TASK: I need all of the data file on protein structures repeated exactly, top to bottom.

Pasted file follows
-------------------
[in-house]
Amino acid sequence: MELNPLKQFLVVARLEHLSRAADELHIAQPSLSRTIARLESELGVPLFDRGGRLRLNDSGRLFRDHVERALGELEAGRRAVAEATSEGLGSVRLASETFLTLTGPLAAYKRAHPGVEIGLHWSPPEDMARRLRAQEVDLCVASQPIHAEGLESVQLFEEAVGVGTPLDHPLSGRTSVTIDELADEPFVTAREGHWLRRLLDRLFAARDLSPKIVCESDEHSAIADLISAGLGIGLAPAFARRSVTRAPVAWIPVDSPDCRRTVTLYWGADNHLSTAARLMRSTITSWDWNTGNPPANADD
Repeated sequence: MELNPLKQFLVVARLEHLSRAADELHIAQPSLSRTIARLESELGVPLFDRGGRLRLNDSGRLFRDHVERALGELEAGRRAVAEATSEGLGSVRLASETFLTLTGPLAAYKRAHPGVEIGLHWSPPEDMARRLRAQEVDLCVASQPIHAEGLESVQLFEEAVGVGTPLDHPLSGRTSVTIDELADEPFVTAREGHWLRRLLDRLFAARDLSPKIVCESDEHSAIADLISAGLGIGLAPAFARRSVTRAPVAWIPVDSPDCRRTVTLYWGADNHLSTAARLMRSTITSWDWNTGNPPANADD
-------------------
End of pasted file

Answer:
[in-house]
Amino acid sequence: MELNPLKQFLVVARLEHLSRAADELHIAQPSLSRTIARLESELGVPLFDRGGRLRLNDSGRLFRDHVERALGELEAGRRAVAEATSEGLGSVRLASETFLTLTGPLAAYKRAHPGVEIGLHWSPPEDMARRLRAQEVDLCVASQPIHAEGLESVQLFEEAVGVGTPLDHPLSGRTSVTIDELADEPFVTAREGHWLRRLLDRLFAARDLSPKIVCESDEHSAIADLISAGLGIGLAPAFARRSVTRAPVAWIPVDSPDCRRTVTLYWGADNHLSTAARLMRSTITSWDWNTGNPPANADD
Repeated sequence: MELNPLKQFLVVARLEHLSRAADELHIAQPSLSRTIARLESELGVPLFDRGGRLRLNDSGRLFRDHVERALGELEAGRRAVAEATSEGLGSVRLASETFLTLTGPLAAYKRAHPGVEIGLHWSPPEDMARRLRAQEVDLCVASQPIHAEGLESVQLFEEAVGVGTPLDHPLSGRTSVTIDELADEPFVTAREGHWLRRLLDRLFAARDLSPKIVCESDEHSAIADLISAGLGIGLAPAFARRSVTRAPVAWIPVDSPDCRRTVTLYWGADNHLSTAARLMRSTITSWDWNTGNPPANADD